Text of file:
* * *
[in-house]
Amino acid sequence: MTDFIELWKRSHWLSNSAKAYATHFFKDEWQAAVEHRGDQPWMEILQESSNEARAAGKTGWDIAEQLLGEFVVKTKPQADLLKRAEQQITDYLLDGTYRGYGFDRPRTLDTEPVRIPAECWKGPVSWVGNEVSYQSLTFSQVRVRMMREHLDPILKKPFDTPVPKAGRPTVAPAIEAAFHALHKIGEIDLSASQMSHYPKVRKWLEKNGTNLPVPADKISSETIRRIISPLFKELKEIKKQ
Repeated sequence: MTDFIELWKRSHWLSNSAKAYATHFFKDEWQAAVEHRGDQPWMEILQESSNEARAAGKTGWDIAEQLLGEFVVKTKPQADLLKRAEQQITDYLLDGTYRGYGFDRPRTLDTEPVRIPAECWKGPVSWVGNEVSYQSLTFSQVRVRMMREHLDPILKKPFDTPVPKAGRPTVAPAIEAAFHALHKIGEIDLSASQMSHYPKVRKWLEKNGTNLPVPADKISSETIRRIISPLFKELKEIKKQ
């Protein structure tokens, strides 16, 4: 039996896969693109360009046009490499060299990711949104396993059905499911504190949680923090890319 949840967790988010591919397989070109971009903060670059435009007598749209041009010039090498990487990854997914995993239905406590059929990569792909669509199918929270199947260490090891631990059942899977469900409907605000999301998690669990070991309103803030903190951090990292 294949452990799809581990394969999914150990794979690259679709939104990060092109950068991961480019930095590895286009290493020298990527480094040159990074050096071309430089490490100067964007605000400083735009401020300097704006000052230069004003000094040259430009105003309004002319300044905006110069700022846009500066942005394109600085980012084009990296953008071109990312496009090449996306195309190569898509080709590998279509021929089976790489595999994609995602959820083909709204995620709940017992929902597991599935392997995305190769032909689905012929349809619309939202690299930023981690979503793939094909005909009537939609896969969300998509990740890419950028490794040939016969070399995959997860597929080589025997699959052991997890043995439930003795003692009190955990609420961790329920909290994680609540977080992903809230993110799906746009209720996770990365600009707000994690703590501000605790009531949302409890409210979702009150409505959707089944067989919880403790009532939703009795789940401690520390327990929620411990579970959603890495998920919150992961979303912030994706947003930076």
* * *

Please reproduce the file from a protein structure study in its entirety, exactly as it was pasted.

[in-house]
Amino acid sequence: MTDFIELWKRSHWLSNSAKAYATHFFKDEWQAAVEHRGDQPWMEILQESSNEARAAGKTGWDIAEQLLGEFVVKTKPQADLLKRAEQQITDYLLDGTYRGYGFDRPRTLDTEPVRIPAECWKGPVSWVGNEVSYQSLTFSQVRVRMMREHLDPILKKPFDTPVPKAGRPTVAPAIEAAFHALHKIGEIDLSASQMSHYPKVRKWLEKNGTNLPVPADKISSETIRRIISPLFKELKEIKKQ
Repeated sequence: MTDFIELWKRSHWLSNSAKAYATHFFKDEWQAAVEHRGDQPWMEILQESSNEARAAGKTGWDIAEQLLGEFVVKTKPQADLLKRAEQQITDYLLDGTYRGYGFDRPRTLDTEPVRIPAECWKGPVSWVGNEVSYQSLTFSQVRVRMMREHLDPILKKPFDTPVPKAGRPTVAPAIEAAFHALHKIGEIDLSASQMSHYPKVRKWLEKNGTNLPVPADKISSETIRRIISPLFKELKEIKKQ
């Protein structure tokens, strides 16, 4: 039996896969693109360009046009490499060299990711949104396993059905499911504190949680923090890319 949840967790988010591919397989070109971009903060670059435009007598749209041009010039090498990487990854997914995993239905406590059929990569792909669509199918929270199947260490090891631990059942899977469900409907605000999301998690669990070991309103803030903190951090990292 294949452990799809581990394969999914150990794979690259679709939104990060092109950068991961480019930095590895286009290493020298990527480094040159990074050096071309430089490490100067964007605000400083735009401020300097704006000052230069004003000094040259430009105003309004002319300044905006110069700022846009500066942005394109600085980012084009990296953008071109990312496009090449996306195309190569898509080709590998279509021929089976790489595999994609995602959820083909709204995620709940017992929902597991599935392997995305190769032909689905012929349809619309939202690299930023981690979503793939094909005909009537939609896969969300998509990740890419950028490794040939016969070399995959997860597929080589025997699959052991997890043995439930003795003692009190955990609420961790329920909290994680609540977080992903809230993110799906746009209720996770990365600009707000994690703590501000605790009531949302409890409210979702009150409505959707089944067989919880403790009532939703009795789940401690520390327990929620411990579970959603890495998920919150992961979303912030994706947003930076």